So bilingual children do not easily distinguish the difference at first. My son, an Korean-Esperanto native speaker, had the same problem. In my son's case, Korean is far more advanced than Esperanto, because he listens a lot more Korean spoken by everybody except father. So he tended to respond in Korean way.

What makes more confusing is that the Korean word of affirmative answer 'Ne' (meaning 'Yes') is conincidently same with Esperanto word of negation 'Ne' (meaning 'No'). As the only Esperanto speaker around him, every time I have to guess his answer, whether he's responding in Esperanto or in Korean, when a negative question is given.

After a long period of corrections by me, my son Jinho, is now able to distinguish this kind of differences in the two languages quite well. For example, my wife says in Korean, "Haven't you been to the kindergarden, today?", Jinho answers 'Ne (Yes in Korean way)' noding his head up-and-down, but when I asks him in Esperanto right after, "Ĉu vi ne iris?" (Haven't you been?), he answers "Ne" (No, in European way) and swinging his head left and right.

It took long time to make this distinction. My way is to repeat everytime when he answers wrong for negative questions.
  Me: Ĉu vi ne tuŝis ĝin? (Haven't you touched it?)
  Son: Jes (Yes.) ... meaning that he haven't...
  Me: Jes, vi tuŝis? (Yes, you have?)
  Son: Ne. (No)
  Me: Ne, ne. Vi ne tuŝis! (No, no. You haven't.)

This way, I repeated and showed how I understood after negative questions, for at least 6 months. Now Jinho is 4 years old and shows clear distinction.

As for myself, I am not a good English speaker, and I feel uneasy whenever I listen a negative answer on a negative question.

Language is not what is to be learned by brain, but something to be aquired by skins, by hands, by heart and perhaps by butts.


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  1. Favicon of BlogIcon wholesale nhl jerseys 2010.08.24 14:58 신고 Address Modify/Delete Reply

    This way, I repeated and showed how I understood after negative questions, for at least 6 months. Now Jinho is 4 years old and shows clear distinction.

I'm living in Seoul, Korea. Korean society is a quite monolingual society, but the whole Korean peninsula is mad at learning English. English in Korea means some kind of previlige. Those who have acquired English to a certain level are esteemed as being 'successful' person. Henceforth a lot of Korean parents want to raise their children as being near-native in English, by sending the children in some English schools. Even the kindergardens provide English program done by some 'native speakers'. The existence of blue-eyed white English speaker is very important to those kindergardens to gather new children.

Alas, however, my choice of language isn't English. 'Esperanto' is my language of choice. In Esperanto world, there's a word 'denaska esperantisto' (Esperantist since the birth), which means to the parents the ultimate love and dedication to the language.

I've long studied about languages. English gives a lot of chances in Korean society, but I feel very uneasy about English, because of the education that I've come through, which seemed like almost military training. I want to speak English well enough, but I cannot 'love' it.

Esperanto, on the other hand, is a language for everyone. I feel at home when I speak Esperanto, even in front of an audience of higher level of academy, because everybody there is equal to Esperanto.

I speak only in Esperanto, when I am with my child, Jinho, who is 4 years old. My boy understands both languages, Korean and Esperanto. It's simple to follow the traditional strategy about bilingualism: One person one language (OPOL).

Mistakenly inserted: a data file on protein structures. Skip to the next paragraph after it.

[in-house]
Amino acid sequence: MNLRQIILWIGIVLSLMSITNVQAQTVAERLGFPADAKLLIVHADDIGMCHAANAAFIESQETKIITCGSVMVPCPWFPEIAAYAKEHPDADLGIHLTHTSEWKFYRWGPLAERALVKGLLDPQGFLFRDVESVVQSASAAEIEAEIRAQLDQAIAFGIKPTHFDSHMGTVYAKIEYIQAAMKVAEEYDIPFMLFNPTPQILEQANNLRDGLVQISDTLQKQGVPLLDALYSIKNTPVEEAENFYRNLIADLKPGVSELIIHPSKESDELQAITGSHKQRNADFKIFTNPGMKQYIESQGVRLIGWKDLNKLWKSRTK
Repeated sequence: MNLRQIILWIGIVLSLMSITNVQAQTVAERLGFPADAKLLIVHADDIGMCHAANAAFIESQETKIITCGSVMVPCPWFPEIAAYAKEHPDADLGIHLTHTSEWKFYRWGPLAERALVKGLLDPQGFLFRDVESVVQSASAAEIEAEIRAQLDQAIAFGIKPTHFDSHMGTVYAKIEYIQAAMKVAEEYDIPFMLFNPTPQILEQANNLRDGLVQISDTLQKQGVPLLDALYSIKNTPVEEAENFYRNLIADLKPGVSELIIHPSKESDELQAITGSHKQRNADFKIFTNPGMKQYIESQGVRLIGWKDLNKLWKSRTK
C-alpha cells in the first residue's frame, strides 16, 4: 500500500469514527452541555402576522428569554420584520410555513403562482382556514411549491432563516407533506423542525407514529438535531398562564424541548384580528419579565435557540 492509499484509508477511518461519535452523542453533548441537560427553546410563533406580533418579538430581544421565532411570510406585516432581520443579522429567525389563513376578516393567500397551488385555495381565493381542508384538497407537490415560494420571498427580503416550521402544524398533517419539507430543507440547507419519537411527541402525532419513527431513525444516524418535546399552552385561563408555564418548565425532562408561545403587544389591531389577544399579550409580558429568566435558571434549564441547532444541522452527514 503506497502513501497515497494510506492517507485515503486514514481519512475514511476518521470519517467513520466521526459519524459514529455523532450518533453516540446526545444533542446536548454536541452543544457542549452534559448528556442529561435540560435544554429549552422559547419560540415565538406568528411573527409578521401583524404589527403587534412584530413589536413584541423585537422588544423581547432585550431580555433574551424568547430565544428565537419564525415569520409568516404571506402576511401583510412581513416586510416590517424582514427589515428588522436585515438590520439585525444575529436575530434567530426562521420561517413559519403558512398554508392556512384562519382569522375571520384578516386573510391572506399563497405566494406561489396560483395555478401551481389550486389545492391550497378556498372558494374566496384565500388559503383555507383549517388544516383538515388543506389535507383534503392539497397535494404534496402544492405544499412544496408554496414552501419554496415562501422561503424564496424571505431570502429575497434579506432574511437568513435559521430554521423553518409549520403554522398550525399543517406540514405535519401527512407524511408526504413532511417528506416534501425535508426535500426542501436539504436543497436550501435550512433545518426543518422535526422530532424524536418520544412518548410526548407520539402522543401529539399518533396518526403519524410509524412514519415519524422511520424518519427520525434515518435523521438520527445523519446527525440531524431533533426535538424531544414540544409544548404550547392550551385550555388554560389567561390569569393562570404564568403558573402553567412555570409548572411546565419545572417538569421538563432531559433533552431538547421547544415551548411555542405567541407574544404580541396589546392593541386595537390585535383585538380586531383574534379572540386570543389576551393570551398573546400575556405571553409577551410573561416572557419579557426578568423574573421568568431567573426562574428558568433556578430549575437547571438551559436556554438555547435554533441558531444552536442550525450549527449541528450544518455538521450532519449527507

Seemingly the monolingual environment of Korean society is overwhelming and the Korean of my son is far more in advance, in spite of all my efforts. Lots of Esperantists has just stopped speaking Esperanto when they had found the gap was too large to overcome, so there are more failure-stories than successful ones, around me.

However I had studied deeper enough. The balance of the languages is not important, if the minor language keeps being strong enough for normal conversation. My son will improve himself for the minor language, later on when he'll feel the necessity. My job is to keep being persistent at speaking Esperanto at least 10 years, until when my son will be able to read Esperanto books himself. After that, it would be up to him, whether to continue or to stop.

Lots of people show admiration when they see my son speaking Esperanto, and they readily ask why I do not try it in English. "Well... Let him learn himself English."

Recently, lots of Korean men (mostly from rural area) had married to some in-migrant wives from abroad (mostly from South East Asia), and I think their family would also have the same language problem. The children has to learn at least three languages for being a harmonized person, the father-tongue (Korean), the mother-tongue (Vietnamese, etc), and the language of the future career (mostly English). However as far as I guess, those families just neglect the minor language (of mother), for various reasons. I think it's bad not for the mother but also for the family as a whole because of the unbalanced perceptions of languages. From the perspectives of the society, it's not good either. Why not bring language diversity to Korean society?

Would such things or English break monolingual scene of Korean society? No way in my lifetime. Korean society is too uniform to be linguistically diversed.


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Jinho Kaj mi - 2007

Saluton! Ĵino kaj Nomota.

My son, Jinho, is now 3 years old. I'd like to share my experience as a father of a bilingual boy, why and how I became a bilingual father and how I'm trying to keep going on.

Just like all the other Korean people, I myself was from a very uni-lingual environment and I was always interested in foreign languages and foreign cultures. That's why I decided to be a father of a bilingual child.

'Bilingual' in Korea means almost always a 'Korean-English' one. But for my case, English is not the language of choice. I choosed Esperanto instead, because I love to speak in Esperanto. I love to meet Esperantists around the world.

Thanks for visiting my first Multilngual Families blog.